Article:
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At the World Health Care Congress, a Probing Discussion of the Shift Towards Value

April 30, 2018
by Mark Hagland
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Industry leaders parse some of the complexities around the shift towards a value-based healthcare system

What is the path into value-based care in U.S. healthcare going to look like in the near future? Somewhat rocky, that’s for certain. That certainly was the consensus among industry leaders participating in the opening panel Monday morning at the 15th Annual World Health Care Congress, being held this week at the Marriott Wardman Park Hotel in Washington, D.C.

With the title, “Make Value-Based Care a Reality,” panel participants, drawn from across the sectors of U.S. healthcare, engaged in a very lively discussion about the challenges, opportunities, and complexities of the shift taking place in the U.S. healthcare system from a payment system that remains fee-for-service-based for the most part, to an emerging system that will be incenting value to all stakeholders in the system.

The panel was moderated by Ceci Connolly, president and CEO of the Washington, D.C.-based Alliance of Community Health Plans, a national association of 49 community health plans. Connolly was joined by Phil Jackson, CEO, health plan products, at the Sacramento-based Sutter Health, an integrated health system with 24 hospitals across Northern California; Paul Kusserow, president and CEO of the Washington, D.C.-based Amedisys Inc., a nationwide home healthcare provider; Karen Spring, president, healthcare operations, at the St. Louis-based Ascension Healthcare, the nation’s largest Catholic-affiliated integrated health system, with 153 hospitals; and Matt Wallaert, chief behavioral officer at Clover Health, a San Francisco-based health plan that describes itself on its website as “a software driven health insurance company leveraging data analytics and technology to partner with providers to fill gaps in care and help drive clinical operations workflow.”

In introducing herself at the beginning of the discussion, Ascension’s Spring said,  “We’re the nation’s largest not-for-profit health system, and we’re actually the world’s largest Catholic healthcare organization. We’ve been structured around people being sick. And we know we need to move towards prevention and wellness. The tertiary care hospitals will all be there. But we need to be in our communities. We have 153 hospitals, and senior living. What we need to be focused on is how we keep people from needing our hospitals, how we help them to feel better about life.”

Further, Spring said, “In Nashville, for example, we have high smoking rates, obesity, diabetes, which means we need to do better. We want to make communities healthier. And we took a bold move this year, for example… last year, we were able to reduce CHF readmissions across all our entities; this year, we’ve focused on not even to admit CHF patients to begin with. We’re about 50 percent at risk—combination of full risk, shared risk, and MSSP ACOs [Medicare Shared Savings Program accountable care organizations]. We haven’t moved as fast as we’d hoped we would. But reimbursement remains a challenge,” added Spring, who noted that she began in healthcare as a practicing nurse in the mid-1980s, and has been with Ascension Health for seven years.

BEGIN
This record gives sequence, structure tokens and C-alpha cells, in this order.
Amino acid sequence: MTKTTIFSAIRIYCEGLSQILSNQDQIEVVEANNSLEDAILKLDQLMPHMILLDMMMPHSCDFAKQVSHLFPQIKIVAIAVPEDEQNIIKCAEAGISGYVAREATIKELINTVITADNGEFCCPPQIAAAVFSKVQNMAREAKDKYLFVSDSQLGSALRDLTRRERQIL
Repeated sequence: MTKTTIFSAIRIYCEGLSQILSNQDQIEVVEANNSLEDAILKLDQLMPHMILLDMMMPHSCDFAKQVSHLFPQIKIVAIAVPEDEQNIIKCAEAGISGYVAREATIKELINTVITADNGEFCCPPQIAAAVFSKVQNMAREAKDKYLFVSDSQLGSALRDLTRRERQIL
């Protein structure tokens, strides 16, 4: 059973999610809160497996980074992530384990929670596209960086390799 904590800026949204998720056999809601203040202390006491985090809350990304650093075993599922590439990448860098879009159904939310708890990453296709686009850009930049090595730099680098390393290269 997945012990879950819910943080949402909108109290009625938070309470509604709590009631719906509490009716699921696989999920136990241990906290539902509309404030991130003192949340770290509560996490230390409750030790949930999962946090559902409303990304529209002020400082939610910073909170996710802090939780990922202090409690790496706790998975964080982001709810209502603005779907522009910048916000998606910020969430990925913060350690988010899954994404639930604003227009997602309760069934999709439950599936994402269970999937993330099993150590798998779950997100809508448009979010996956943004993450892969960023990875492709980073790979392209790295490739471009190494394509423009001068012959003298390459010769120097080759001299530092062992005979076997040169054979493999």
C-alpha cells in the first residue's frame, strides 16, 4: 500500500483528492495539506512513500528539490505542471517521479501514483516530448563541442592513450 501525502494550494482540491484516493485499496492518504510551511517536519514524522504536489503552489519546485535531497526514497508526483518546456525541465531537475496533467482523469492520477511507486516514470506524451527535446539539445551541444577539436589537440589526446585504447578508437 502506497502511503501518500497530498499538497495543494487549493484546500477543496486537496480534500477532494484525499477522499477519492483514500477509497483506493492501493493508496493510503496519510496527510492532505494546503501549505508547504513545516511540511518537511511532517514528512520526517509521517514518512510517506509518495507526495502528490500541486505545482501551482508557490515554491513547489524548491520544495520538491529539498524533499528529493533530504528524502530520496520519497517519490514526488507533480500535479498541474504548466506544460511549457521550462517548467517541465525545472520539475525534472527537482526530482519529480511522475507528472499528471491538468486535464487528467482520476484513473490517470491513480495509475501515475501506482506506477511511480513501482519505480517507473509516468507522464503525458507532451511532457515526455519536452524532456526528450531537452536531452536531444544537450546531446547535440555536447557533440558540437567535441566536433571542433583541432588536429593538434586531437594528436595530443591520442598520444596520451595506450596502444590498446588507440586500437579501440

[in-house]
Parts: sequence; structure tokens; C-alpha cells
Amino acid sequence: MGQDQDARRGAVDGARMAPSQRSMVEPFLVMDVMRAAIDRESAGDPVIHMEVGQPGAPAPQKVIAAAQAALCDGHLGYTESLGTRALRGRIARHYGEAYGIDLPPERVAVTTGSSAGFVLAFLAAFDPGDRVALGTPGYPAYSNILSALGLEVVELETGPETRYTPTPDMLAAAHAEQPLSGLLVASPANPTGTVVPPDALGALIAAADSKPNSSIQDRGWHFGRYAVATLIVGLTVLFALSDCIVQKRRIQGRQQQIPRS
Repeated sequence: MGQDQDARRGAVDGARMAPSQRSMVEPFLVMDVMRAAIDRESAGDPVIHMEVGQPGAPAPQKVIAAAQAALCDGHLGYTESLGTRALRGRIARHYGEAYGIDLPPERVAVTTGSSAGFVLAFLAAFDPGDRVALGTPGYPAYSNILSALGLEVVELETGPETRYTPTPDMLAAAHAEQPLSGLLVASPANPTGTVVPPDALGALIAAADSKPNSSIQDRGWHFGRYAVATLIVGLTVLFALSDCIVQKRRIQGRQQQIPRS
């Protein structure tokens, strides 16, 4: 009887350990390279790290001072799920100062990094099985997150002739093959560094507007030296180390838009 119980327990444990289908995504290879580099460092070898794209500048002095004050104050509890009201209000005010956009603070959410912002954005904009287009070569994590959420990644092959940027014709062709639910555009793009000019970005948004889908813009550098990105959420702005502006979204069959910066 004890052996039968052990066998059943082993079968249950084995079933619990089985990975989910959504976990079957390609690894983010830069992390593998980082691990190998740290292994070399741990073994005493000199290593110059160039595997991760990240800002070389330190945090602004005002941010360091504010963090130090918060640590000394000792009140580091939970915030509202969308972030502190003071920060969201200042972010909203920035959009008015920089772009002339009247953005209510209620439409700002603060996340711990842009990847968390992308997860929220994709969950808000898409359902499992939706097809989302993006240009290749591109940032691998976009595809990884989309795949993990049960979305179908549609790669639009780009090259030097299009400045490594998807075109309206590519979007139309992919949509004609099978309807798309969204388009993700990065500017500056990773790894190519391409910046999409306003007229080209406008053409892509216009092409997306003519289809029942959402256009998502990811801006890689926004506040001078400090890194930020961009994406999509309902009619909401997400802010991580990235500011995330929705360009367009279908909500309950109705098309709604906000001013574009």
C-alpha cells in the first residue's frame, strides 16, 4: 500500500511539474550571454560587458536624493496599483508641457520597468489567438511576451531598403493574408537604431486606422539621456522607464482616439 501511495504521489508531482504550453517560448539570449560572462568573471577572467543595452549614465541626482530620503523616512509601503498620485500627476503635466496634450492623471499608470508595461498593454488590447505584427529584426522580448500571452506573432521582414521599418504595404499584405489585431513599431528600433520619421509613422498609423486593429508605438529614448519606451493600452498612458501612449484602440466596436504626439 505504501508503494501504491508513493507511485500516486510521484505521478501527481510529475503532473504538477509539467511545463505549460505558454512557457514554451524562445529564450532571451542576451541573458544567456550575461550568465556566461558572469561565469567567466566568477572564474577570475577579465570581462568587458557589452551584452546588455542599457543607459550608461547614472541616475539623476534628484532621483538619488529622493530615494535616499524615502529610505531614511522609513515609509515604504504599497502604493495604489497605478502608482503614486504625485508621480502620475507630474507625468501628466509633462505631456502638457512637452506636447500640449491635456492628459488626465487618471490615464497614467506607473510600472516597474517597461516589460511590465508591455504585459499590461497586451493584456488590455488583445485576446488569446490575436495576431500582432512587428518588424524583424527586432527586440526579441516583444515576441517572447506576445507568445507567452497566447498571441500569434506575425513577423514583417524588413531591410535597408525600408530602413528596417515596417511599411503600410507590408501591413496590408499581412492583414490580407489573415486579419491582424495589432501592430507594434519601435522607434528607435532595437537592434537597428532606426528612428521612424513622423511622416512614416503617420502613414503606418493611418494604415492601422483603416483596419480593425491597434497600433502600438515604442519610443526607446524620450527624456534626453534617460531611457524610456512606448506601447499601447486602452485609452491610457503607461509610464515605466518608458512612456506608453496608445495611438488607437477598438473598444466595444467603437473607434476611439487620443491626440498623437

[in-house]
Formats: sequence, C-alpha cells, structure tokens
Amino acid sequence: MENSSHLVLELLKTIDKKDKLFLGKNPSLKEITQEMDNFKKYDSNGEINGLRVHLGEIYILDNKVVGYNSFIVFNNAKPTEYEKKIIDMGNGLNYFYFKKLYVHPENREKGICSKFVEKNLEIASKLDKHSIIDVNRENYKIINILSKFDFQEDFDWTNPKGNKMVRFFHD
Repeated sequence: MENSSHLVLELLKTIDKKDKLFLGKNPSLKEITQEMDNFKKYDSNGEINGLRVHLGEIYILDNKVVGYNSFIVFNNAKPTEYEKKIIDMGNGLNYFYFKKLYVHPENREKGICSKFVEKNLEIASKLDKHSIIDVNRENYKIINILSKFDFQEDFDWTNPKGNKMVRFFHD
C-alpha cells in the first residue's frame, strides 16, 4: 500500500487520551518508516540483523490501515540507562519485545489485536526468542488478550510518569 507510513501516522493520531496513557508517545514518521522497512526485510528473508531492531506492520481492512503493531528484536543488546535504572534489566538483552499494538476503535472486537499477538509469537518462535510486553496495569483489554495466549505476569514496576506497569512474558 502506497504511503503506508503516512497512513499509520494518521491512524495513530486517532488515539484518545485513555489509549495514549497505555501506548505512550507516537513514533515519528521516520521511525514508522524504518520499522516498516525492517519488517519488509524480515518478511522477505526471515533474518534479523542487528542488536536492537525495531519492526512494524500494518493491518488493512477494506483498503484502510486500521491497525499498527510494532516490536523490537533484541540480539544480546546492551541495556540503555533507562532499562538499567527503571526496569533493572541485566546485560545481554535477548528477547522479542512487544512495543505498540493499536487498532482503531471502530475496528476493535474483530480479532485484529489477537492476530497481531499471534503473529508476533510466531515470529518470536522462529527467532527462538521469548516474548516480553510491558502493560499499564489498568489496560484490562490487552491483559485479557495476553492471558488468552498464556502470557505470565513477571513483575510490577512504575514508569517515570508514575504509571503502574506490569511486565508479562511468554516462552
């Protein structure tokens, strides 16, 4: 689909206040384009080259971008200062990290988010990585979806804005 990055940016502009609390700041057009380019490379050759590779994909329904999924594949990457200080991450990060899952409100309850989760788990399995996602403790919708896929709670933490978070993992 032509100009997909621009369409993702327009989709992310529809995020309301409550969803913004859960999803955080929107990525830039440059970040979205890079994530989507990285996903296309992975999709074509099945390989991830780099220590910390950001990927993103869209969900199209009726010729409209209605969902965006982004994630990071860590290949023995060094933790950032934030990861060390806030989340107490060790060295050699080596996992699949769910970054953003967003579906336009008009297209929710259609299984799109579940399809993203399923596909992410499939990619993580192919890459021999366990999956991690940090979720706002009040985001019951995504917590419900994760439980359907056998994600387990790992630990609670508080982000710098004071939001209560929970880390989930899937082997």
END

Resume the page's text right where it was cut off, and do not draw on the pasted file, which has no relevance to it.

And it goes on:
“We are now the largest independent home health, hospice, and personal care company in the country,” said Kusserow, who noted that Amedisys Home Health employs 18,000 healthcare professionals working in 35 states. “Our major competitor is being acquired by a payer. So in people’s attempts to move towards value-based purchasing and delivery, we’re starting to see a lot of influence in terms of the payers and providers getting together, to deliver strong value. Today,” he noted, “we will be in 45,000 homes calling on people. Our job is really simple: to allow people to live independently in their homes. And the Baby Boomers don’t want to be in institutions. And we’re moving very quickly from an acute-based system to a chronic care-based system.”

One key element in that, Kusserow noted, is the aging of the population, and the growing percentage of seniors in the U.S. “People are expecting to live 20 years beyond the age of 65, and at 65, you first start to typically exhibit a chronic illness. Most of our business is FFS. I come from a payer background, also ran hospitals for seven years as well. So I’ve been in a lot of places in the HC system. I think the paradigm is shifting. Payers are acquiring providers, and are going to achieve value that way. And the key paradigm shift will be to keep people out of institutions.”


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